quixotic

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If eighteenth-century literary debates about novel-reading and quixotism join the narrative function of speech-acts like the generalization and the precept to ground Raff's argument, the most significant--and controversial support comes in her analysis of the relationship between Austen and her niece, Fanny Knight.
Ivana pursues it through his texts with the aid of two critical authors who are his constant theoretical guides: Michael McKeon, who in The Origins of the English Novel 1600-1740 (Johns Hopkins University Press, 2002) advanced the idea of the interplay between 'questions of truth' and 'questions of virtue' in the rise of the novel, and Wendy Motooka, whose Quixotism, Sentimentalism and Political Economy in Eighteenth-Century Britain (Routledge, 1998) argued for the relativizing effect of Quixotic 'unreason' in the context of eighteenth-century moral and political thought.
His self-conscious Quixotism would seem invulnerable to the slings and arrows of outrageous fortune, an almost superhuman agency and idealized portrait of autonomy in the teeth of the disenchanted world.
Nadezhdin referred to the Pretender's behavior as "Romantic Don Quixotism," (14) while P.
Perhaps these personal directions from Cervantes and Fielding are what distinguish them from the eighteenth-century didactic novelists whom Sarah Raft, in "Quixotes, Precepts, and Galateas: the Didactic Novel in Eighteenth-Century Britain," accuses of "dott[ing] their works with instructive generalizations not so that they could avoid seducing and promoting quixotism in their readers, but rather in order to do so." (39)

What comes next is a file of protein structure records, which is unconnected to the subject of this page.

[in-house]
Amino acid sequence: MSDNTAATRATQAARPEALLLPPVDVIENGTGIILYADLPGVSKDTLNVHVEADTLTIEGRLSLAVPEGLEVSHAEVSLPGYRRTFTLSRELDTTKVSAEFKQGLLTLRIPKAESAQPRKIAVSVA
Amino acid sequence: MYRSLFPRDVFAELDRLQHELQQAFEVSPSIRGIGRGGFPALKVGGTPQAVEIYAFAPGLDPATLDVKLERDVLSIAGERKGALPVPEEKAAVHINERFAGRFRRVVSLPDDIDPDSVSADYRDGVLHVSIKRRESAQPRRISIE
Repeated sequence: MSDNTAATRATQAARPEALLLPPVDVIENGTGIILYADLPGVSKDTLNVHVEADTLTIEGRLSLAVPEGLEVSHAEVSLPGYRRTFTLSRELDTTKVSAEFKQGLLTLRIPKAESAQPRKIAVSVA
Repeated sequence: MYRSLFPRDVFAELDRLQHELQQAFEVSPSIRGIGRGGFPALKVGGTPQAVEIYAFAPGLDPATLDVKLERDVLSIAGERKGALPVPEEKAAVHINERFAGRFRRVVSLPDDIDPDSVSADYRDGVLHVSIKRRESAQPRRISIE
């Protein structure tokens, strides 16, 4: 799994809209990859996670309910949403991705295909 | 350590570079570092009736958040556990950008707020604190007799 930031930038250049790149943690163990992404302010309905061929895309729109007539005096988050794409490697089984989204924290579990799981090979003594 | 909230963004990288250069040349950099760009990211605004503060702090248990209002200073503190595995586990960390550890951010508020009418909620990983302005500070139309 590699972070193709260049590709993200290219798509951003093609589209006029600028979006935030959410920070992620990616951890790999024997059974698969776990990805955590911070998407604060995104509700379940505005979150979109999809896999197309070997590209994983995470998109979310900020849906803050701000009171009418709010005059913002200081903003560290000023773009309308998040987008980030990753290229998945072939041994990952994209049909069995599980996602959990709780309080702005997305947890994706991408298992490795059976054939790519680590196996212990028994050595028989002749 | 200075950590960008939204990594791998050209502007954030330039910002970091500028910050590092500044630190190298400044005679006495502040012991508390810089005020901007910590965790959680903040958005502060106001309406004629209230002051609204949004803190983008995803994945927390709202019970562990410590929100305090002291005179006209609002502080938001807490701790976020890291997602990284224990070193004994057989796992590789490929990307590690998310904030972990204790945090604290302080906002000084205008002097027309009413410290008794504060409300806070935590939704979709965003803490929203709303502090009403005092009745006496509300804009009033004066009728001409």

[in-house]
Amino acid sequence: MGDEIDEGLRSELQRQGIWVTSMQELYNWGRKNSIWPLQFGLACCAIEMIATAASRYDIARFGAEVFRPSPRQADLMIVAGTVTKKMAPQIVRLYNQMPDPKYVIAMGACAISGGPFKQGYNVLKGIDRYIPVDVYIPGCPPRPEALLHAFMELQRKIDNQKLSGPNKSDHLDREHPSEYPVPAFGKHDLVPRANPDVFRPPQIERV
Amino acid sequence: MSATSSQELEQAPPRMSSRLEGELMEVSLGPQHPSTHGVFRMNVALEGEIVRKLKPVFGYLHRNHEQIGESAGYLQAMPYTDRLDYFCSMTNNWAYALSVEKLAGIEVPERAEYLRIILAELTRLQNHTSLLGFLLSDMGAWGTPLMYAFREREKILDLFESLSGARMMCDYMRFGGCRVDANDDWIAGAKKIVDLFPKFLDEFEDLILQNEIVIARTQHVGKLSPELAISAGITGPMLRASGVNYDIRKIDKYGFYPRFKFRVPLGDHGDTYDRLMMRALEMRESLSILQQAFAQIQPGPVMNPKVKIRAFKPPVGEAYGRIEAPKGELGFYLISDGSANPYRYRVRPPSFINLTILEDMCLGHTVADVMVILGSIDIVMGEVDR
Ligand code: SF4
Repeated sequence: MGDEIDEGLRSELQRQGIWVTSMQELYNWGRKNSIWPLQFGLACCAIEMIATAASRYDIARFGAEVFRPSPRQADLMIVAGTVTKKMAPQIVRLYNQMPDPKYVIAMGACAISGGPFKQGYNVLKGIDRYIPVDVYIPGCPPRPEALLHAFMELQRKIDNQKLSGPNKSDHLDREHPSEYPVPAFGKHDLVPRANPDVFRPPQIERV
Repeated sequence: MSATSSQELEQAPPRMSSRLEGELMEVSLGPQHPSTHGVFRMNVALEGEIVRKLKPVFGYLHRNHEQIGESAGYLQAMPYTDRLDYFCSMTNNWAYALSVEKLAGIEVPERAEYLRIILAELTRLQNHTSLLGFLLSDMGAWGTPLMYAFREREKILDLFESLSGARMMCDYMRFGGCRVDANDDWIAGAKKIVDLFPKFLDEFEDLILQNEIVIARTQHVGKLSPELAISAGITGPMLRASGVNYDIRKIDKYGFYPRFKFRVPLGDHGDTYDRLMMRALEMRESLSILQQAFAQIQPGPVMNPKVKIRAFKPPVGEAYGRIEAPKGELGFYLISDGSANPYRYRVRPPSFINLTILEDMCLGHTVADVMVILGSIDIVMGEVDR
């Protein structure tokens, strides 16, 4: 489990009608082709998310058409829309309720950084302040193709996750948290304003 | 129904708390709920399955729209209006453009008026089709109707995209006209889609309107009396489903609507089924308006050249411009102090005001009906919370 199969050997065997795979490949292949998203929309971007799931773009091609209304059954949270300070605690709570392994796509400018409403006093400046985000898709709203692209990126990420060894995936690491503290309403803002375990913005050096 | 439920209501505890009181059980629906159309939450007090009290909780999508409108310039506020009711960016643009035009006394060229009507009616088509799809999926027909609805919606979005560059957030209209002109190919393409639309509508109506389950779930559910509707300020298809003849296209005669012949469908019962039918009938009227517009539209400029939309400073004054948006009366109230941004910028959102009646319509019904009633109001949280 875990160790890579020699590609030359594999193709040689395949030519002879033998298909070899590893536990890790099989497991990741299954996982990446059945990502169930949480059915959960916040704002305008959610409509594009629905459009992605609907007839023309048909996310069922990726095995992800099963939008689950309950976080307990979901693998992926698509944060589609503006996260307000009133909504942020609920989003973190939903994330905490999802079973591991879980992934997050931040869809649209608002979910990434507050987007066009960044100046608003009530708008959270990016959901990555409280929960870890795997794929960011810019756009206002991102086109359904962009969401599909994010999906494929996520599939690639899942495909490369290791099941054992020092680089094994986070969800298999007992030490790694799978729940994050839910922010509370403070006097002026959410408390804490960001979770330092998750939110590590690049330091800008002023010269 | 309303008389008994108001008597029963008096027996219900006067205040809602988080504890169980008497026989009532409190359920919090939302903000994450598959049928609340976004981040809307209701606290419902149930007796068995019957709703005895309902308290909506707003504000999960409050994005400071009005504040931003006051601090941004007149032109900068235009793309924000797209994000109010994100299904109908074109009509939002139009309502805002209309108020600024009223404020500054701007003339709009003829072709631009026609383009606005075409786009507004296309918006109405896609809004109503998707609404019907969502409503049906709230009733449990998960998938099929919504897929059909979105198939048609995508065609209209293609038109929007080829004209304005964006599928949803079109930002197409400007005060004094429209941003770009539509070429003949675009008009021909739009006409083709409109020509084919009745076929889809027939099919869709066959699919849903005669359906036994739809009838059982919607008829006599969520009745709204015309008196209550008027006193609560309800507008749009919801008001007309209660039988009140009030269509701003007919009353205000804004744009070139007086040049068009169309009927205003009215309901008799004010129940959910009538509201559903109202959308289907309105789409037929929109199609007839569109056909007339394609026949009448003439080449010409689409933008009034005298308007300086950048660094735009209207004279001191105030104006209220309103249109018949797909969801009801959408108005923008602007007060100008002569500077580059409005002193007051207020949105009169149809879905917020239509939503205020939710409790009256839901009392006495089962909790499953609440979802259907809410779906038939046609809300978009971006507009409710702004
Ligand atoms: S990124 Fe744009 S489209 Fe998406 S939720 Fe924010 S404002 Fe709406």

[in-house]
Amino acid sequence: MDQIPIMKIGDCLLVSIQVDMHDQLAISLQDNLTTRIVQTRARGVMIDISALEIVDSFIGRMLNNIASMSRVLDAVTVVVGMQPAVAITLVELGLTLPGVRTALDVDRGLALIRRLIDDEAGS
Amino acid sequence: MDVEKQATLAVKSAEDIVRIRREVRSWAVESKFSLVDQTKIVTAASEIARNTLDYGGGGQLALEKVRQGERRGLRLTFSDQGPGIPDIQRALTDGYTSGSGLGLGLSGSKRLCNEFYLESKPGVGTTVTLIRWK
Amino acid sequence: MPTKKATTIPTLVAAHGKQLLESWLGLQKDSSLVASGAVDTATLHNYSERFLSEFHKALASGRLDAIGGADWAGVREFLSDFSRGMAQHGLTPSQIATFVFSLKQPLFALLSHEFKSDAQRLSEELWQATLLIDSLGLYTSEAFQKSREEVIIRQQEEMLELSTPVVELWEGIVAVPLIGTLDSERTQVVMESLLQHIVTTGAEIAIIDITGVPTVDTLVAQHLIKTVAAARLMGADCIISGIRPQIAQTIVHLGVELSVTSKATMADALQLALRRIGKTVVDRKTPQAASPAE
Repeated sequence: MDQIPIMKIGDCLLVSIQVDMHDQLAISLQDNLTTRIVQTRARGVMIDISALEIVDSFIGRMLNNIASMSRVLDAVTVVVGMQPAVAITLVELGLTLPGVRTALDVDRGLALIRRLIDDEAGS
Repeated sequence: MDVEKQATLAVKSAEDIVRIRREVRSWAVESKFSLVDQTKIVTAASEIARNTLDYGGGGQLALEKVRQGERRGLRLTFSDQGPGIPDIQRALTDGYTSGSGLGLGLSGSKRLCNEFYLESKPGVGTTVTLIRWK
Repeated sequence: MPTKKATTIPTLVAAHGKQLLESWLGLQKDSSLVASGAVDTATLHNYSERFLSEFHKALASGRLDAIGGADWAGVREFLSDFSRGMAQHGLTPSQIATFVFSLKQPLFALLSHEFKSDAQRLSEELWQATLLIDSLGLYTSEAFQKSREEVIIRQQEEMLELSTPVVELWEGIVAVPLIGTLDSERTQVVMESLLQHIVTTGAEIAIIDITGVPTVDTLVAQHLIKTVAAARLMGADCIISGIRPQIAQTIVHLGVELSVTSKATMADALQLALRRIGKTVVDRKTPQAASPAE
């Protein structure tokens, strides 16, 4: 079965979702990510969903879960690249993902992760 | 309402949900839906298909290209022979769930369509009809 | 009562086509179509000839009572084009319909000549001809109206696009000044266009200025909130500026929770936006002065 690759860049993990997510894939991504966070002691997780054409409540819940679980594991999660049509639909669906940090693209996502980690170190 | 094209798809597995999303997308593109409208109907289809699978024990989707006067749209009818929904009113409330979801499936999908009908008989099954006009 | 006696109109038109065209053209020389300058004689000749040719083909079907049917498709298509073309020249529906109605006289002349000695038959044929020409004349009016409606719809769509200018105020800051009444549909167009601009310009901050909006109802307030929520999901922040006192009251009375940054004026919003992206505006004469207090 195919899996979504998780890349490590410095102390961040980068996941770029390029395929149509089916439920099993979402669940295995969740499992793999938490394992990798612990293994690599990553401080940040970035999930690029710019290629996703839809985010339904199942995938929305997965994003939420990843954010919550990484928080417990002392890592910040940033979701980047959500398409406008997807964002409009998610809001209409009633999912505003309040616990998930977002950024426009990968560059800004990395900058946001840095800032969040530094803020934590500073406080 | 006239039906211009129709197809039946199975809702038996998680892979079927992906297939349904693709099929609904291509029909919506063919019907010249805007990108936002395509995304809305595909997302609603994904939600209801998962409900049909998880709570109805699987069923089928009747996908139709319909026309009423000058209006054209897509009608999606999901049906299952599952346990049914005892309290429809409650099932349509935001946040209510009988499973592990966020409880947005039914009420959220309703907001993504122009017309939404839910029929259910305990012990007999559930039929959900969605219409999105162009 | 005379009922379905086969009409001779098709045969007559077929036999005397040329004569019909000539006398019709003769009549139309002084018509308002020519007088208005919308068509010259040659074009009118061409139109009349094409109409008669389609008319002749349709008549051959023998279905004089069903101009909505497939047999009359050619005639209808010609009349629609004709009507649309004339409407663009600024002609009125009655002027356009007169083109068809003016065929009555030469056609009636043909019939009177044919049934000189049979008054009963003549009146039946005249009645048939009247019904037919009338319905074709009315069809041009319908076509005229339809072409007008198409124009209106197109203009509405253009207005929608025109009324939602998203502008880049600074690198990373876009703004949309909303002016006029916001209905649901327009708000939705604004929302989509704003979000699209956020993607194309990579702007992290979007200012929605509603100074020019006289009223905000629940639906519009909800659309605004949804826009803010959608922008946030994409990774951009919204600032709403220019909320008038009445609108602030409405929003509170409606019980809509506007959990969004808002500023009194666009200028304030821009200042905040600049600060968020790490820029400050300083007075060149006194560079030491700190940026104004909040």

Although Kelroy (assumed to have been written by Rebecca Rush) has fallen out of print, Tabitha Tenney's Female Quixotism remains available from Oxford, and Broadview recently has published Susanna Rowson's Reuben and Rachel and a combined edition of Leonora Sansay's Secret History and Laura.
GORDON, SCOTT PAUL--The practice of quixotism. Postmodern theory and eighteenth-century women's writing.
(20) This literary perspective nurtures the novel of "the romanticism of disillusionment" (Lukacs) and "Psychological novel" (Lucien Goldmann), typified by quixotism and messianism, the type advocated by F.W Dillistone in The Novelist and the Passion Story.
There was a dance called "Sancho-Panzo," and the knight's name was used as a noun and an adjective in many different forms--Don-Quichotery, Quixotry, Donquixoting, Quixotism, Quixot-Chivalry, Don-quicksotism, Quicksot, Quixot-Chivalry, Quixotism, Don Quixotissimo, She-Donna Quixot, shee-Quixot, Quixotticall, Quixot-like, Don Quick-sottish, Quixotian.
As Wood examines characters such as Updike Underhill in Tyler's The Algerine Captive (1797), Brackenridge's Captain Farrago(Modern Chivalry, 1792-1815), Tenney's Dorcasina Female Quixotism, 1801), and Washington Irving's Diedrich Knickerbocker in A History of New York (1809), she may not convince readers that all are descendants of the Don, but that hardly matters: what one takes away here is not only Wood's infectious enthusiasm, but also the extraordinary multiplicity of writing in the early republic.
conception of sentimentality as political quixotism supplies an early
No such quixotism, however, had any charms for the vast majority of the media.